How To Work (Effectively) In Groups by qyz18834

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									                                     How To Work (Effectively) In Groups

Sometimes in groups there is an inequality in the amount of work people are doing.
This happens all the time in school and in the workplace. Here are some strategies
to help you.

Meeting #1
1. As soon as possible (such as the day you receive a group assignment) establish who is in your group. Write
    down names, and exchange email addresses and phone numbers. Find out what day is good to meet and set
    either a first meeting or map out your meeting dates from now until the assignment is due.
2. Choose a topic and decide what parts need to be included on that topic. Roughly sketch out the assignment. (It’s
    easier to change something than to invent it.)
3. Have each group member go away with a task to complete—exploring the topic, or how the topic can be
    presented, or further exploration of one important aspect of it.
4. Establish rules such as that each person must return to the next meeting with a printed (hard) copy of their
    findings and ideas. Set parameters (such as, is emailing this document okay? Who will be the ‘controller’?).
5. Arrange the next meeting date. Always plan ahead and well in advance of deadlines. Remind everyone to bring
    their work. Set parameters for this.
Meeting #2
6. With your rough sketch and individual homework, discuss the assignment. Establish who will do what. Divide
    up the work evenly and fairly. Also consider people’s natural abilities. If there is an artist in the group, or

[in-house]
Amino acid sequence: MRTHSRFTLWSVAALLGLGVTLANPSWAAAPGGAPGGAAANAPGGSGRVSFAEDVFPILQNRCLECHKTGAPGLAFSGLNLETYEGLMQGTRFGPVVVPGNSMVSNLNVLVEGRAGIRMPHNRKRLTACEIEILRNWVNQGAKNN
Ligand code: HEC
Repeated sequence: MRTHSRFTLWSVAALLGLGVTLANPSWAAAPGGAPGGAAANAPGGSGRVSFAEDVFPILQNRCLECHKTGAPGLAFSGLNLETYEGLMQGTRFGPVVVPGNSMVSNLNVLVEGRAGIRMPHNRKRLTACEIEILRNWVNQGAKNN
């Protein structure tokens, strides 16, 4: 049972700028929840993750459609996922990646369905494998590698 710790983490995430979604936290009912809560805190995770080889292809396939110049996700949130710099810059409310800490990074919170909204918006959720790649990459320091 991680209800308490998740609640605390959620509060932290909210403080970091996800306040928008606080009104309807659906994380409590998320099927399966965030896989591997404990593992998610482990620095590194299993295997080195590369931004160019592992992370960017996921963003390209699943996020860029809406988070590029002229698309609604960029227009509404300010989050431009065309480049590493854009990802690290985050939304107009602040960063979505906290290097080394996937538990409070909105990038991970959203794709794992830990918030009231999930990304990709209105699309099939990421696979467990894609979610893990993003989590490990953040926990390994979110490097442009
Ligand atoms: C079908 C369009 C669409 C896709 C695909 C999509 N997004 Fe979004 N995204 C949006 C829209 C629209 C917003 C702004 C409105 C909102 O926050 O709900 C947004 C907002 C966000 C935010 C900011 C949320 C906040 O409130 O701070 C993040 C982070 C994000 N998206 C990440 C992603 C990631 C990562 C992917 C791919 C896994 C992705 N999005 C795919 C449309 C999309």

someone really proficient at creating documents or PowerPoint presentations, put them to good use. Everyone
    should do research, however, because everyone needs to know the topic.
7. Discuss the quality and type of the product that is expected. Arrive at consensus regarding quality.
8. Assign tasks to each member. Ensure it is fair and equitable. Remember that everyone is busy, not just certain
    people. Group assignments are a part of school. Busyness is a part of life.
9. Set or negotiate deadlines for the next set of required member contributions. Set parameters (such as, if you do
    not contribute by this date, you are out of the group. Period.) Negotiate a submission/contribution date.
    Negotiate consequences.
10. Start early in the process. Don’t wait until the day before it is due to get members’ contributions.
Meeting #3
11. Evaluate the quality of the contributions. Discuss with group members what they think about the work so far.
    What needs to be improved? How can it be improved?
12. Encourage each member to become an expert on their part of the topic. Help each other flesh it out by asking
    questions and testing the depth of their knowledge and coverage of the topic. What is being missed or
    overlooked?
13. Be open to the feedback of others in the group. Give feedback professionally and objectively, describing the
    product not the person.
14. Establish what needs to be done next. Assign the work. Set specific due dates for these items. Negotiate
    parameters and consequences.
15. Decide who will get the needed supplies and by when. Always have members notify the rest of the group when
    a task has been completed (such as securing equipment such as a data projector and laptop). “Oops, I forgot” is
    not what you want to hear when you are 2 minutes from giving a presentation.
16. Decide how many more meetings are needed. What will occur during future meetings? When can we have our
    final meeting, just prior to the assignment being due, to make sure all components are in order?

In groups and executive boards, most of the ‘group’ work is done outside of group time. The group is a place to
come back to and discuss the work that has been done and to decide what needs to be done next and how. This is
how effective groups run. This is how executive boards run in the work world. And in the real world, if members
don’t produce, they are asked to leave.
 Em M. Pijl Zieber RN, BSN              University of Lethbridge, 2007        How To Work (Effectively) In Groups
Sometimes groups ‘fail’ catastrophically. If you have concerns about the performance of one or more group
members: